UK drops charges against leaks of secret Iraq warnings


London : A Foreign Office official accused of leaking confidential documents to the British media, warning that the Iraq war was fuelling Muslim extremism, was cleared Wednesday after charges against him were suddenly dropped.

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Derek Pasquill was alleged to have breached the Official Secrets Act, by leaking details about the government’s attitude to secret CIA rendition flights and contacts with Muslim groups that led to articles in the Observer weekly and New Statesman magazine.

But prosecutors told the judge at the Old Bailey central criminal court in London that documents to be disclosed as part of legal proceedings would have undermined its case that the leaks were damaging.

New Statesman’s editor, John Kampfner, hailed the decision to drop charges as “a spectacular and astonishing victory for freedom of the press”.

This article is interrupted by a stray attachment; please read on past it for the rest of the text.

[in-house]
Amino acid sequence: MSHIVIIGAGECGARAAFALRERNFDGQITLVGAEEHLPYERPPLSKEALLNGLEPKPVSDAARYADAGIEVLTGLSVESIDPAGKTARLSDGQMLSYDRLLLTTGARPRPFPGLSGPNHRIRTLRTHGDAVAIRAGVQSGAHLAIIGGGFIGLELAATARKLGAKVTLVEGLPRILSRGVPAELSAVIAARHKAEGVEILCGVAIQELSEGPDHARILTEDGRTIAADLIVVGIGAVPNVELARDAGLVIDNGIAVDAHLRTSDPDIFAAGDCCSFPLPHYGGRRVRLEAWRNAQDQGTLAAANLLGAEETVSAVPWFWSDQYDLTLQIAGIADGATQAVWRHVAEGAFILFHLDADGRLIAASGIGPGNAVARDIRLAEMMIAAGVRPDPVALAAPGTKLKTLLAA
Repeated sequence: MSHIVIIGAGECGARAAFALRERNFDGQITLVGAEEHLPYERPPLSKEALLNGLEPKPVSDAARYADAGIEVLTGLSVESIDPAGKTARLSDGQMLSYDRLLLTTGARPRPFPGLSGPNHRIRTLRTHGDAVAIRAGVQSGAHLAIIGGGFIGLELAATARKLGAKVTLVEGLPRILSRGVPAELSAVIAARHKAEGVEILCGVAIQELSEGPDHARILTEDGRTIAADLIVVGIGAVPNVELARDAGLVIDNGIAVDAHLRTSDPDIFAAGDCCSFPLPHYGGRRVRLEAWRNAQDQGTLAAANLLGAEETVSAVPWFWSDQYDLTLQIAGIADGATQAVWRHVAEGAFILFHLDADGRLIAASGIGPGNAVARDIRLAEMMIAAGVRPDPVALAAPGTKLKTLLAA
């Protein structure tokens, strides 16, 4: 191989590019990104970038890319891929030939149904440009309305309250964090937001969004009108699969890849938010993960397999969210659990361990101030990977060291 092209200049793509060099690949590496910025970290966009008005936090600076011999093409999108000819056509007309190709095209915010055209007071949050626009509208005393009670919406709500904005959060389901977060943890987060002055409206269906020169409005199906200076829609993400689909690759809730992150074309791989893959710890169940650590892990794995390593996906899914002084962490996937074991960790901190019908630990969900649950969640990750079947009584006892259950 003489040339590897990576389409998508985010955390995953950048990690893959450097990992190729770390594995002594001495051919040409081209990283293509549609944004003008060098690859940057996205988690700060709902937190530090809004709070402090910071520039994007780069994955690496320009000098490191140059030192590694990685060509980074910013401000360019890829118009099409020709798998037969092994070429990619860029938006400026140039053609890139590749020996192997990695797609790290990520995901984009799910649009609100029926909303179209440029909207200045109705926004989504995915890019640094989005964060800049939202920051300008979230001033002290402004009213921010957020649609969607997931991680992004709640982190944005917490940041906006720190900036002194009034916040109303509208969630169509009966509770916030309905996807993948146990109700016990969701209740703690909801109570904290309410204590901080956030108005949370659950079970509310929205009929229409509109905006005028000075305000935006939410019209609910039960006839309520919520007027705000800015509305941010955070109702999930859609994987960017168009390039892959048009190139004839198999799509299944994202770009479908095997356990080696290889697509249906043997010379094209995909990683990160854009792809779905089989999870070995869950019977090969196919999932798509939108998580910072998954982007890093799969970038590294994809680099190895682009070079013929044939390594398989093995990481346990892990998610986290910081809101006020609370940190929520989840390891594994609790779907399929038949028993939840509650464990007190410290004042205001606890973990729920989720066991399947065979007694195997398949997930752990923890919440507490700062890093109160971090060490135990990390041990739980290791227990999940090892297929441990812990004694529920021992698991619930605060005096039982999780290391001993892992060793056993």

“This was a misguided and malicious prosecution, particularly given that a number of government ministers privately acknowledged from the outset that the information provided to us by Derek Pasquill had been in the public interest,” Kampfner said.

The 48-year-old official was charged on six counts last September, following his arrest and subsequent suspension from his job at the beginning of 2006 after articles appeared in the two publications August 2005 and January 2006.

The reports included that the Foreign Office had secretly warned the Iraq war was fuelling Muslim extremism in Britain and revealed government efforts to engage with Egypt’s Muslim Brotherhood.

But according to the Guardian newspaper Wednesday, the Foreign Office said Pasquill could still be subjected face in-house disciplinary action.

“It is important that the necessary confidentiality of government information is protected and the leaking of any official documents is therefore absolutely contrary to the good business of government,” a Foreign Office spokesman was quoted saying.